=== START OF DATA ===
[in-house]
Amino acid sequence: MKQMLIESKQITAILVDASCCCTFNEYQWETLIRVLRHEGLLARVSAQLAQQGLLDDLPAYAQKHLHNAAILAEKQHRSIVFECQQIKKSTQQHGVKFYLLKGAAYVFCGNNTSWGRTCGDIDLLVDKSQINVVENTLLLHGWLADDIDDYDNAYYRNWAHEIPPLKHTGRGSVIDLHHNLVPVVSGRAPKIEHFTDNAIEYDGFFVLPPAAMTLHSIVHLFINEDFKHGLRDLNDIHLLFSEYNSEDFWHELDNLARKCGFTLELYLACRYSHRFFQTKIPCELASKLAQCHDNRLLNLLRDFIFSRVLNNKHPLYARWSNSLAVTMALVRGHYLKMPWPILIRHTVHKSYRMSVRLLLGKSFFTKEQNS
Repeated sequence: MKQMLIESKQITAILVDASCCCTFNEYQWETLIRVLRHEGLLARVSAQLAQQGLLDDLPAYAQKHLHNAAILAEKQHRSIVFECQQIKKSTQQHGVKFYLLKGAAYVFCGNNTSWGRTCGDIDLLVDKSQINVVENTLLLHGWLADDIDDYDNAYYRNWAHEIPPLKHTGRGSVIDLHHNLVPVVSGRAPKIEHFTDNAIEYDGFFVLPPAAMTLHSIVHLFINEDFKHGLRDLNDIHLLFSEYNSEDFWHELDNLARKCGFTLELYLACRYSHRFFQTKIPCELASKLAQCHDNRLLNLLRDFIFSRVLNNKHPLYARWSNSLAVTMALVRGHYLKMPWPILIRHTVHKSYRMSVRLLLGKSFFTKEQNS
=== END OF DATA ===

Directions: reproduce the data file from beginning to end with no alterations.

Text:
[in-house]
Amino acid sequence: MKQMLIESKQITAILVDASCCCTFNEYQWETLIRVLRHEGLLARVSAQLAQQGLLDDLPAYAQKHLHNAAILAEKQHRSIVFECQQIKKSTQQHGVKFYLLKGAAYVFCGNNTSWGRTCGDIDLLVDKSQINVVENTLLLHGWLADDIDDYDNAYYRNWAHEIPPLKHTGRGSVIDLHHNLVPVVSGRAPKIEHFTDNAIEYDGFFVLPPAAMTLHSIVHLFINEDFKHGLRDLNDIHLLFSEYNSEDFWHELDNLARKCGFTLELYLACRYSHRFFQTKIPCELASKLAQCHDNRLLNLLRDFIFSRVLNNKHPLYARWSNSLAVTMALVRGHYLKMPWPILIRHTVHKSYRMSVRLLLGKSFFTKEQNS
Repeated sequence: MKQMLIESKQITAILVDASCCCTFNEYQWETLIRVLRHEGLLARVSAQLAQQGLLDDLPAYAQKHLHNAAILAEKQHRSIVFECQQIKKSTQQHGVKFYLLKGAAYVFCGNNTSWGRTCGDIDLLVDKSQINVVENTLLLHGWLADDIDDYDNAYYRNWAHEIPPLKHTGRGSVIDLHHNLVPVVSGRAPKIEHFTDNAIEYDGFFVLPPAAMTLHSIVHLFINEDFKHGLRDLNDIHLLFSEYNSEDFWHELDNLARKCGFTLELYLACRYSHRFFQTKIPCELASKLAQCHDNRLLNLLRDFIFSRVLNNKHPLYARWSNSLAVTMALVRGHYLKMPWPILIRHTVHKSYRMSVRLLLGKSFFTKEQNS